If a child is not identified early in their life, the next time they might be identified is when they are an adolescent if their puberty is delayed or they exhibit some of the symptoms like sparse facial hair, developing a “pear shape”, or even developing some breast tissue. However even at this point, many boys do not exhibit signs. Some men are diagnosed as adults. Normally a man with Klinefelter Syndrome is sterile, so sometimes it is found if they undergo fertility testing. Many men are never diagnosed at all. Another reason Klinefelter Syndrome is not talked about much is the stigma attached to it. Sadly, many people jump to conclusions and in their ignorance assume these wonderful little boys are destined to be gay, or even that they are hermaphrodites. This is so far from the truth, but it does make many people less likely to be open about it.

So what did all of this mean to me as an expectant mother? Well, my son had a higher chance of language based learning disabilities. To me that was a minor issue, my oldest child has some learning disabilities too. Any child has that risk. He might have some muscle tone problems or general delays. Again, that was not a big deal to me. He would most likely be sterile. That is sad to know about your child before he is ever born, but not something that has a huge impact either. I learned that KS babies are usually considered to be very quiet “good” babies. I discovered that they are often a bit more sensitive than “normal” boys and that physically he may be delayed or a bit awkward.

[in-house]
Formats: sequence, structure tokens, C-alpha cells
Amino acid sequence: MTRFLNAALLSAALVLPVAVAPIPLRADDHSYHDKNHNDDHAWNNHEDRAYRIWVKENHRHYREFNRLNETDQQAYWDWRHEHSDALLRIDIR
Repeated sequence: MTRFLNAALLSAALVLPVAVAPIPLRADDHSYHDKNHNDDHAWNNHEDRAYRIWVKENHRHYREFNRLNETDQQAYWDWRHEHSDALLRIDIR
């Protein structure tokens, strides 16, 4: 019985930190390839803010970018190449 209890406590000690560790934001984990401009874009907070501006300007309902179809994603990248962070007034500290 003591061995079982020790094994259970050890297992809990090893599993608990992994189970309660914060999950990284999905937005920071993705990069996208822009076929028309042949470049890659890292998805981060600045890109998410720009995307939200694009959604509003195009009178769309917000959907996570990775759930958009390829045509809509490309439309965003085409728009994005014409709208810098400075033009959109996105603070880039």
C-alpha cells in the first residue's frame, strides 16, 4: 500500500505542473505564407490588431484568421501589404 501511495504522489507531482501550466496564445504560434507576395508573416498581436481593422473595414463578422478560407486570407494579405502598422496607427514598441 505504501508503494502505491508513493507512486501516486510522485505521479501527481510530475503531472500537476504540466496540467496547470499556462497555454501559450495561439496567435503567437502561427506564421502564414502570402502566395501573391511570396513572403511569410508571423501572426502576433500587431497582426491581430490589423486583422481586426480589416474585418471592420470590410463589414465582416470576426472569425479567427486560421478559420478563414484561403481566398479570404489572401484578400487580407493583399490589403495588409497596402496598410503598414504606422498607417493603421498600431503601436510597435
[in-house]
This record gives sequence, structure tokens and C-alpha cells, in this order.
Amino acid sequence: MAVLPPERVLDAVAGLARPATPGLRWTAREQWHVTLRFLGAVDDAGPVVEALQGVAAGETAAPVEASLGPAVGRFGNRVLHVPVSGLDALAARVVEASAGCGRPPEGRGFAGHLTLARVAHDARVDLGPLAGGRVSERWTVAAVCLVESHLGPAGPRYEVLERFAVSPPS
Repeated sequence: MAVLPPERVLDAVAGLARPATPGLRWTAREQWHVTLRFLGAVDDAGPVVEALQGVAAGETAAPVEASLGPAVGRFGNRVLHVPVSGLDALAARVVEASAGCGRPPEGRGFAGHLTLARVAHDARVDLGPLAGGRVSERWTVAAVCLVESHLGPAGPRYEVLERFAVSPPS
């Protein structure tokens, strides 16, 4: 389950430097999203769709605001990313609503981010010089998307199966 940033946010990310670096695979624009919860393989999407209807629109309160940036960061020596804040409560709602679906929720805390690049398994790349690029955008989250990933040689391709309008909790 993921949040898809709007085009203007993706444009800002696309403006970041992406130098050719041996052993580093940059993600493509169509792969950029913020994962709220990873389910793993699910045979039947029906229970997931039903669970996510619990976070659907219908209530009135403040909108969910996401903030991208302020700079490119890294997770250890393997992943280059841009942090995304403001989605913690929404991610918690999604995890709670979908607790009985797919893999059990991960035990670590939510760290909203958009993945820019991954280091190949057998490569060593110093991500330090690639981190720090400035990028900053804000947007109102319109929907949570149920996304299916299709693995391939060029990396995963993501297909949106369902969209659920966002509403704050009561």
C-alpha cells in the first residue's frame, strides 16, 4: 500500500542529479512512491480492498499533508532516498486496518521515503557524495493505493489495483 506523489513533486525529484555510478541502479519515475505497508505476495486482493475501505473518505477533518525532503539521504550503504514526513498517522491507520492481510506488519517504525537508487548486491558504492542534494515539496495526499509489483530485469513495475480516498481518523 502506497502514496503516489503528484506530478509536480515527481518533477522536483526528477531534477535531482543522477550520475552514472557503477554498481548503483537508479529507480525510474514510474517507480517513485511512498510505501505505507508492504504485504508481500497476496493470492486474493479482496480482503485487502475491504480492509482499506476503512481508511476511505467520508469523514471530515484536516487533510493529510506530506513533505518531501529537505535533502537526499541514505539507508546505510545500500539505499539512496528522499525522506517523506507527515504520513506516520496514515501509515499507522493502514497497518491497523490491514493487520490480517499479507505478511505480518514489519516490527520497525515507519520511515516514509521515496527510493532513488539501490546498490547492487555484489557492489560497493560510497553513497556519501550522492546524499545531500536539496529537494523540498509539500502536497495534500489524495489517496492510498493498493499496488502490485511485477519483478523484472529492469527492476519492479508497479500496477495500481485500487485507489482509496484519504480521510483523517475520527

So, armed with a bit more knowledge now, my husband and I began to prepare for our eXXtra special boy. We had appointments lined up for him before he was born with specialists. We committed to doing the best we could for our son and learned what services were available. Now I do have to admit, even with all the reassurances we’d received and all our preparation, I was very relieved when he was born and I saw my beautiful little boy. My youngest child, Matthew is a gift in so many ways, I can’t imagine what we would have missed out on if we had listened to the first specialist that spoke with me and obviously felt that I should terminate my pregnancy. I am very grateful to the people that helped me to learn what to expect and how to best help my son.


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    • profile image

      my angel 

      6 years ago